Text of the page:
CS 455 – Computer Graphics

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CS 455 – Computer Graphics . Viewing Transformations I. Motivation. Want to see our “virtual” 3-D world on a 2-D screen. Graphics Pipeline. Object Space. Model Transformations. World Space. Viewing Transformation. Eye/Camera Space. Projection &amp; Window Transformation. Screen Space.

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### CS 455 – Computer Graphics

Viewing Transformations I

Motivation

Want to see our “virtual” 3-D world on a 2-D screen

Graphics Pipeline

Object Space

Model Transformations

World Space

Viewing Transformation

Eye/Camera

Space

Projection & Window

Transformation

Screen Space

Viewing Transformations
• Projection: take a point from m dimensions to n dimensions where n < m
• There are essentially two types of viewing transforms:
• Orthographic: parallel projection
• Points project directly onto the view plane
• In eye/camera space (after viewing

tranformation): drop z

• Perspective: convergent projection
• Points project through the origin

onto the view plane

• In eye/camera space (after viewing

tranformation): divide by z

Parallel Projections
• We will first deal with orthographic projection
• Get the concept and models down
• Projection direction is parallel to projection plane normal
• Center of projection (COP) is at infinity
• Parallel lines remain parallel
• All angles are preserved for faces parallel to the projection plane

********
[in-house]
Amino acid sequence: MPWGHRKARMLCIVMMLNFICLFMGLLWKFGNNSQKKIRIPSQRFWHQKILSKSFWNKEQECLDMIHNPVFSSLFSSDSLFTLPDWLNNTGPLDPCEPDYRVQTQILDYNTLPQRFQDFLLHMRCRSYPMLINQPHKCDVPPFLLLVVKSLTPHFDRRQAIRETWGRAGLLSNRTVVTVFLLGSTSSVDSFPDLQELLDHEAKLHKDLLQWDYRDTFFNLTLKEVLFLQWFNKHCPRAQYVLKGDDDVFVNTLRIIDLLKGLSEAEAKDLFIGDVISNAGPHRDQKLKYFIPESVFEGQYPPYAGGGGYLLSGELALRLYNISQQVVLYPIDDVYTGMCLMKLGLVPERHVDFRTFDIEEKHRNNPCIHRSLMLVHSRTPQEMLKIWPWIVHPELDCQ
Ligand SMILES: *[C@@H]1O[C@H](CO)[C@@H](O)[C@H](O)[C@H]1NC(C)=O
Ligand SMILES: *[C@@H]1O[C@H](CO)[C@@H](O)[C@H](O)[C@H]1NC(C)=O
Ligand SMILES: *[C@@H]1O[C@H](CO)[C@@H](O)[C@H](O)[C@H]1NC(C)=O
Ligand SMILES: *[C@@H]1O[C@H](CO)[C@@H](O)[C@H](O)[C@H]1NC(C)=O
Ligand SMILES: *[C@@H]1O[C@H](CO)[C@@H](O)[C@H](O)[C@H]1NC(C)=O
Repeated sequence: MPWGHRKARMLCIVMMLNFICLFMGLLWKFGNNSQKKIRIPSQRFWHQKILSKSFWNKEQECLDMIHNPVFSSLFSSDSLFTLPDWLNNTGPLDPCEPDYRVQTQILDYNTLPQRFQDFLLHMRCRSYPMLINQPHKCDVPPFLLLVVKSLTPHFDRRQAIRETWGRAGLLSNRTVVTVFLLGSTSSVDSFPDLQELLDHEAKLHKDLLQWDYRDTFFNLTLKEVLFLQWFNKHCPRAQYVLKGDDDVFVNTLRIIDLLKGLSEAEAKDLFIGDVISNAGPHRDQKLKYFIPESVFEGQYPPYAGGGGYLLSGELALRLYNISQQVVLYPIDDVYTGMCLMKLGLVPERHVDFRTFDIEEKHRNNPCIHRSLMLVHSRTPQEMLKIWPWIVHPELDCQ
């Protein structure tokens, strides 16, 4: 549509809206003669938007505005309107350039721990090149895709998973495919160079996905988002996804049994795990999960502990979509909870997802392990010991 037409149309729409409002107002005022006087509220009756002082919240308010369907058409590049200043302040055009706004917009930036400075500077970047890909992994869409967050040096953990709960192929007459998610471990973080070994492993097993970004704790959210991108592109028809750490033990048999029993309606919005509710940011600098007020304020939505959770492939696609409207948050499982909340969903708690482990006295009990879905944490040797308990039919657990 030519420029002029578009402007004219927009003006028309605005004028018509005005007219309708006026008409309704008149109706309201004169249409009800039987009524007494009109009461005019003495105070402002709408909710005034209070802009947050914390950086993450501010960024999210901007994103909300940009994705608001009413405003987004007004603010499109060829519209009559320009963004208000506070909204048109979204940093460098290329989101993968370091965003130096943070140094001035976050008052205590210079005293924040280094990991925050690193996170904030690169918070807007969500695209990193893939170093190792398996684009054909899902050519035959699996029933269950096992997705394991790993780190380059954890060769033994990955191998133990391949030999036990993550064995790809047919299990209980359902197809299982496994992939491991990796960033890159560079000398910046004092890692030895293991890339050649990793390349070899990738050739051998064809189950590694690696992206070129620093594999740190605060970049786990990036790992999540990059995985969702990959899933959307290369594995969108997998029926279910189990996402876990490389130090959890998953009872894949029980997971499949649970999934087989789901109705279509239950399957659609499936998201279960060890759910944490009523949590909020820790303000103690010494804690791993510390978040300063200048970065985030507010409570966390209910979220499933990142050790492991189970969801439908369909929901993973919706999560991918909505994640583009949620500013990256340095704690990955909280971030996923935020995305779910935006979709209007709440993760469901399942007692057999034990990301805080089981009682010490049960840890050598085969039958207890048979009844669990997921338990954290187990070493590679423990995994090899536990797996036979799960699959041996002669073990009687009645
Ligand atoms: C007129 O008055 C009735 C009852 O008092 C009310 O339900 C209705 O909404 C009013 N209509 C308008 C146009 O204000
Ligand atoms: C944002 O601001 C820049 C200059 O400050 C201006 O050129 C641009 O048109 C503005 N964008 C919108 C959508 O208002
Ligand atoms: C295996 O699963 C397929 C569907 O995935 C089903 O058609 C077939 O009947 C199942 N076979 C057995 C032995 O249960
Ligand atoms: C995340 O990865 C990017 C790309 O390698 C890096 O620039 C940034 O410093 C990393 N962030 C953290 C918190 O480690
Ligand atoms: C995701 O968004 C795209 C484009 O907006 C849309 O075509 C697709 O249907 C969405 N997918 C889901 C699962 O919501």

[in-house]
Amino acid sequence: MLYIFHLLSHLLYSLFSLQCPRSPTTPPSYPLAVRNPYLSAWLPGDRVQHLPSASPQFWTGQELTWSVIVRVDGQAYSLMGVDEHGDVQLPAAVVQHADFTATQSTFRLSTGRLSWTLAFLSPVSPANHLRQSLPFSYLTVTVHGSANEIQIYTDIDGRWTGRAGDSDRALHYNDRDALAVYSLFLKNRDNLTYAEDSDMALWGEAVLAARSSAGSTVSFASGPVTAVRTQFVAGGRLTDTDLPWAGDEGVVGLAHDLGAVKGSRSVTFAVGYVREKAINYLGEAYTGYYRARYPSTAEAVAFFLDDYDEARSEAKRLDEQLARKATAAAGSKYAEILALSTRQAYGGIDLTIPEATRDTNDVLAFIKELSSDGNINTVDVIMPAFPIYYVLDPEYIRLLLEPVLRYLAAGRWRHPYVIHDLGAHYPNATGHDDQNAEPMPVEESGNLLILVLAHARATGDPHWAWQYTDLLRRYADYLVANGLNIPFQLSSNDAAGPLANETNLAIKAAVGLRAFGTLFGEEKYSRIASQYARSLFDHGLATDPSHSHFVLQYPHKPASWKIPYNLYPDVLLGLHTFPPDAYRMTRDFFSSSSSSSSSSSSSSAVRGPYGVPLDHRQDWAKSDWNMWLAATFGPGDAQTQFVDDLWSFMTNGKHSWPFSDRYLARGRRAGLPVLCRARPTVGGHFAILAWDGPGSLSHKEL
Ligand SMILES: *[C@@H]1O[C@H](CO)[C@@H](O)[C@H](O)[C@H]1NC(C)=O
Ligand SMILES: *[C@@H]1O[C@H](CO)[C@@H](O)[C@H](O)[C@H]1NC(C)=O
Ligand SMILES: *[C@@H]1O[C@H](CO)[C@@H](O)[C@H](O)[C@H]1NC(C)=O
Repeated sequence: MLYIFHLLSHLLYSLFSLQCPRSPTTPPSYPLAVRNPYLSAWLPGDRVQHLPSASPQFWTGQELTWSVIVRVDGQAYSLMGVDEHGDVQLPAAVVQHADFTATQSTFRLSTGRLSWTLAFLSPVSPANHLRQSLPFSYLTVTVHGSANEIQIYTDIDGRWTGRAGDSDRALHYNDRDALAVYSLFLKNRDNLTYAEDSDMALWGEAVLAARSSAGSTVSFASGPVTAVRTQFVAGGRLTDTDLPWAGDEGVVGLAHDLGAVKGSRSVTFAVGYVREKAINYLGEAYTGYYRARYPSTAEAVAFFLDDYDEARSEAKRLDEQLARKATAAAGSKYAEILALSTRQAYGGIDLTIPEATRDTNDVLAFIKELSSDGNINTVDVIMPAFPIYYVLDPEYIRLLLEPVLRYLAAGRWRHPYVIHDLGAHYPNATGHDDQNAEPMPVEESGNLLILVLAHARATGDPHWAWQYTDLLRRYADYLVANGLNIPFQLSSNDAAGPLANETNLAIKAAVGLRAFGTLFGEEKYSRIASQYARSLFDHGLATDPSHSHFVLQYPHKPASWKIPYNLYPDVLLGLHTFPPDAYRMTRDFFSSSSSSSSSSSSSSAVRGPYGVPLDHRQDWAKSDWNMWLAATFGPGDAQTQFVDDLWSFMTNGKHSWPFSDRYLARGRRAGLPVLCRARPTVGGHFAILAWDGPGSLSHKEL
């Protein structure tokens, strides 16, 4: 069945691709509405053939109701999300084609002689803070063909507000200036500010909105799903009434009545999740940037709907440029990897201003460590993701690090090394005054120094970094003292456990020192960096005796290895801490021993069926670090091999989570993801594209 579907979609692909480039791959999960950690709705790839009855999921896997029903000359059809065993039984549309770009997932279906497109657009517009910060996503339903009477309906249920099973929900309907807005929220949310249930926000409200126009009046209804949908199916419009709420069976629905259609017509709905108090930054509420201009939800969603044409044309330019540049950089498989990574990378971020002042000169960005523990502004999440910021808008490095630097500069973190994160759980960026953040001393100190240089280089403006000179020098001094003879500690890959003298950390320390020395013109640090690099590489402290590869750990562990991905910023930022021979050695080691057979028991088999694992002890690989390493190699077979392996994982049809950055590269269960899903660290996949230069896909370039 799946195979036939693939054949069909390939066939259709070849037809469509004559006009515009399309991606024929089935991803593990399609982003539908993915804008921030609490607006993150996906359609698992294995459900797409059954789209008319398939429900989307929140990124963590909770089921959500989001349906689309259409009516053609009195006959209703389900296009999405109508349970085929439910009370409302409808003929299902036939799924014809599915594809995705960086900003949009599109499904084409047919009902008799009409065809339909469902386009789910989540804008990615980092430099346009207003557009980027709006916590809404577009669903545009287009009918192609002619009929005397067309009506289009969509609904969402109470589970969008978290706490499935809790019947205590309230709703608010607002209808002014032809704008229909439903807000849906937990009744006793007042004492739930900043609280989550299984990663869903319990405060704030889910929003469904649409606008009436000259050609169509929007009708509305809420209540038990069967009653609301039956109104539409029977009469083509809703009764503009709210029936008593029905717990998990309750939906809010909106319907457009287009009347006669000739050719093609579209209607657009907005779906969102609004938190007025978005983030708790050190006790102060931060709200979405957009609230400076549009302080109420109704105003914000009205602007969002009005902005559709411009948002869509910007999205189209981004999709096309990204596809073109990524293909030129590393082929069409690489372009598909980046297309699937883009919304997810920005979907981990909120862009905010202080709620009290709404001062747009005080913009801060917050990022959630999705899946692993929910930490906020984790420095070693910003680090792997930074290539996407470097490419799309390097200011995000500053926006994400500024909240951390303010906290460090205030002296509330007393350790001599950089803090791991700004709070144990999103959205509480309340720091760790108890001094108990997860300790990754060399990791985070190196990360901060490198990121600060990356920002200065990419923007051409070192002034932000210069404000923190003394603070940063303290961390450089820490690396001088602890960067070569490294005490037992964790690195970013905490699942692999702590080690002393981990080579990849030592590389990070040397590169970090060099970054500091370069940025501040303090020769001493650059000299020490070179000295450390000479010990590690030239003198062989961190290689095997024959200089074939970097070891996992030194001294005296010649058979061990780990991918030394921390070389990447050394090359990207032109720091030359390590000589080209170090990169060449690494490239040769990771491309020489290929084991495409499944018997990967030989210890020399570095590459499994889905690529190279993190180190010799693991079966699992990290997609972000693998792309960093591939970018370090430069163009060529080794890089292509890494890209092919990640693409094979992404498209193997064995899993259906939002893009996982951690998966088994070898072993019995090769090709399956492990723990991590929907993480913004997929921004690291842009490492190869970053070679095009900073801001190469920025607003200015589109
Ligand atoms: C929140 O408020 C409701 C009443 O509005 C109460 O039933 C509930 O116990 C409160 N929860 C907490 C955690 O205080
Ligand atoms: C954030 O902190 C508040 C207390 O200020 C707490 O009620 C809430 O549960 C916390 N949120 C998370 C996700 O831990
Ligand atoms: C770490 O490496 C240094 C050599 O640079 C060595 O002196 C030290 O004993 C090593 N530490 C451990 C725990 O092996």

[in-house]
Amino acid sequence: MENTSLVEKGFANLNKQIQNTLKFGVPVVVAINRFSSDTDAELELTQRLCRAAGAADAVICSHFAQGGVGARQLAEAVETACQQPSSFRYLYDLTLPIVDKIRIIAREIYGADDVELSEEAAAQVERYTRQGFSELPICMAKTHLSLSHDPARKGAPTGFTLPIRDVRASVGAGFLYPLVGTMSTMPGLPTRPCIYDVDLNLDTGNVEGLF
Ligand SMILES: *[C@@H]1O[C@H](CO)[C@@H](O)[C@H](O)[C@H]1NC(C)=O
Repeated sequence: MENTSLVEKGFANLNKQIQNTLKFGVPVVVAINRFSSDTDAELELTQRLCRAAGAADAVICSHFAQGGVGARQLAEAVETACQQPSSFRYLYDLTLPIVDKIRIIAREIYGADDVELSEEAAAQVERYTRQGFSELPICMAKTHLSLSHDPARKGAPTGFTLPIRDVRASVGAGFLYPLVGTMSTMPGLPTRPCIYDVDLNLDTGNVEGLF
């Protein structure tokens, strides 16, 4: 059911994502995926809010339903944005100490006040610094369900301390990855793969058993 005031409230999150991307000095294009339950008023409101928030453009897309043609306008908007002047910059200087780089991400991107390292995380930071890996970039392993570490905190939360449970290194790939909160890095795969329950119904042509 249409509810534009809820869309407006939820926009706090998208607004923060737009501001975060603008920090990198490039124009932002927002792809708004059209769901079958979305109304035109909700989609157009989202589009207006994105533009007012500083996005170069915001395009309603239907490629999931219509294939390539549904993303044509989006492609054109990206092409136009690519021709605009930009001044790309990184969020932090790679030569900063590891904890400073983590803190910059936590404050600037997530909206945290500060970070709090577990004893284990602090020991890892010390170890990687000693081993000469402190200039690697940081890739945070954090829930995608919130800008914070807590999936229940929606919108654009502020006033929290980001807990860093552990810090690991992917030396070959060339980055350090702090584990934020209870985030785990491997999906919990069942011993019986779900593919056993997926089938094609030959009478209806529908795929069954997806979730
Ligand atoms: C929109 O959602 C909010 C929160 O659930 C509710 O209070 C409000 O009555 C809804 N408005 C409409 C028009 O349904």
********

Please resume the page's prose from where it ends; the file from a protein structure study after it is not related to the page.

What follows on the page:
p1

p1’

Center of

projection

at infinity

p2

p2’

Projectors

Orthographic Projection
• Points project orthogonally onto (i.e., normal to) the view plane:
• Projection lines are parallel

y

z

x

y

d

x

z

Projection Environment
• We will use a right-handed view system
• The eyepoint or camera position is on the +z axis, a distance d from the origin
• The view direction is parallel to the z axis
• The view plane is in the xy plane and passes through the origin

y

(x, y, z)

(x’, y’, z’)

x

z

Parallel Projection
• A point in 3-space projects onto the viewplane via a projector which is parallel to the z axis
• What is (x’, y’, z’)?

(x’, y’, z’)

Parallel Projection
• Looking down the y axis:

(x, y, z)

x

z

• So z’ = 0, x’ = x

(x’, y’, z’)

Parallel Projection
• Looking down the x axis:

y

(x, y, z)

z

So y’ = y

Parallel Projection
• Thus, for parallel, orthographic projections,
• x’ = x, y’ = y, z’ = 0
• So, to perform a parallel projection on an object, we need to multiply it by some matrix that has this effect

What is M?

i.e., we simply

drop the z

coordinate

Perspective Projection
• In the real-world, we see things in perspective:
• Parallel lines do not look parallel
• They converge at some point

y

x

z

Perspective Projection
• Points project through the focal point (e.g., eyepoint) onto the view plane:
• Projection lines are convergent
Perspective Projection
• Center of projection (COP) is no longer at infinity
• Projectors form a view frustum that is a pyramid with the tip at the COP

eye

view plane

Perspective Projection
• We will start with the projection plane parallel to the XY plane and perpendicular to the Z axis
• Lines parallel to the X or Y axis remain parallel
• X and Y distances become shorter as Z becomes more negative, e.g. a cube viewed in perspective:

y

x

Perspective Projection Computation
• Assume the projection plane is normal to the Z axis, located at Z = 0.
• Assume the center of projection (COP, eyepoint) is located at Z = d
• What is P’(x’, y’, z’)?

P(x, y, z)

projection plane

y

P’(x’, y’, z’)

x

Center of Projection

z